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U.S. ‘concerned’ by Lufthansa’s expulsion of Hasidic travellers, antisemitism envoy says

The German airline apologized for the ‘offense caused’ to the group but made no reference to the fact they were Jewish.

Ambassador Deborah Lipstadt, the State Department’s special envoy to monitor and combat antisemitism, said on Wednesday she was “concerned” about the allegations of antisemitism by Lufthansa after the German airline allegedly kicked all identifiably Jewish passengers off a flight from New York City because some of them were not complying with mask regulations. 

“Acting as if a group of Jews are collectively responsible for wrongdoing by a few people who happen to be Jewish would be antisemitic,” Lipstadt, a world-renowned Holocaust expert who was sworn in on Tuesday to lead the office of antisemitism, said in a statement posted on Twitter.

Some of the travelers, members of the Hasidic community, were on their way to Budapest to visit the grave of Rabbi Yeshayah Steiner, a prominent rabbi known for his unique hospitality, in the town of Kerestir in northeast Hungary to mark the 97th anniversary of his death.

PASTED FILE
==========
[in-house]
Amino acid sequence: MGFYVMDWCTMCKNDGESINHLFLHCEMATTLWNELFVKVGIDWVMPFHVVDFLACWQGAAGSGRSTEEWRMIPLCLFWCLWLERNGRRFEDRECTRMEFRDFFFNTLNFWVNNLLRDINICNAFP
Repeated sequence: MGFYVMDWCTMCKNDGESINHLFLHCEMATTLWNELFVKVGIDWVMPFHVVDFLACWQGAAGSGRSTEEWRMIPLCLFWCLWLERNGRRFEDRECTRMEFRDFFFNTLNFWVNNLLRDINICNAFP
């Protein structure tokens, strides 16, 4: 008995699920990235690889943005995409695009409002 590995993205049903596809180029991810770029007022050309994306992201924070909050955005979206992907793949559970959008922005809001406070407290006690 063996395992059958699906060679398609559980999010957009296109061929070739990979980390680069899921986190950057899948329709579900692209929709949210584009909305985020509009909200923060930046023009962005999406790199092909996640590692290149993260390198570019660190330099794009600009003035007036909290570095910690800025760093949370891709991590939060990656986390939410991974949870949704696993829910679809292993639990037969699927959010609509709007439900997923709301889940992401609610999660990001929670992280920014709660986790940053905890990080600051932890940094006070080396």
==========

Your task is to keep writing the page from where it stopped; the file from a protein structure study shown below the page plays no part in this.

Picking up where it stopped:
A video posted online by Dan’s Deals, a travel site geared towards the Orthodox community, showed a Lufthansa supervisor in Frankfurt, Germany, explaining the expulsion by saying that “everyone has to pay for a couple” individuals who were not complying with the mask requirements. “It’s Jews coming from JFK,” the supervisor added. “Jewish people who were the mess, who made the problems.” 

Lufthansa expressed regret for the circumstances that led to the group of an estimated 100 individuals being denied boarding “rather than limiting it to the non-compliant guests” in a statement on Tuesday. It also apologized “for the offense caused and personal impact,” but didn’t mention the fact that the group was Jewish. 

State Department spokesperson told the Forward earlier on Wednesday they were “monitoring this incident and all such allegations closely, in line with our commitment to combat antisemitism around the world.”

The spokesperson added that it’s the job of U.S. embassies and consulates abroad to assist U.S. citizens traveling or residing abroad, but had “no further comment” on the incident and the allegations of antisemitism “due to privacy considerations.”

This post has been updated

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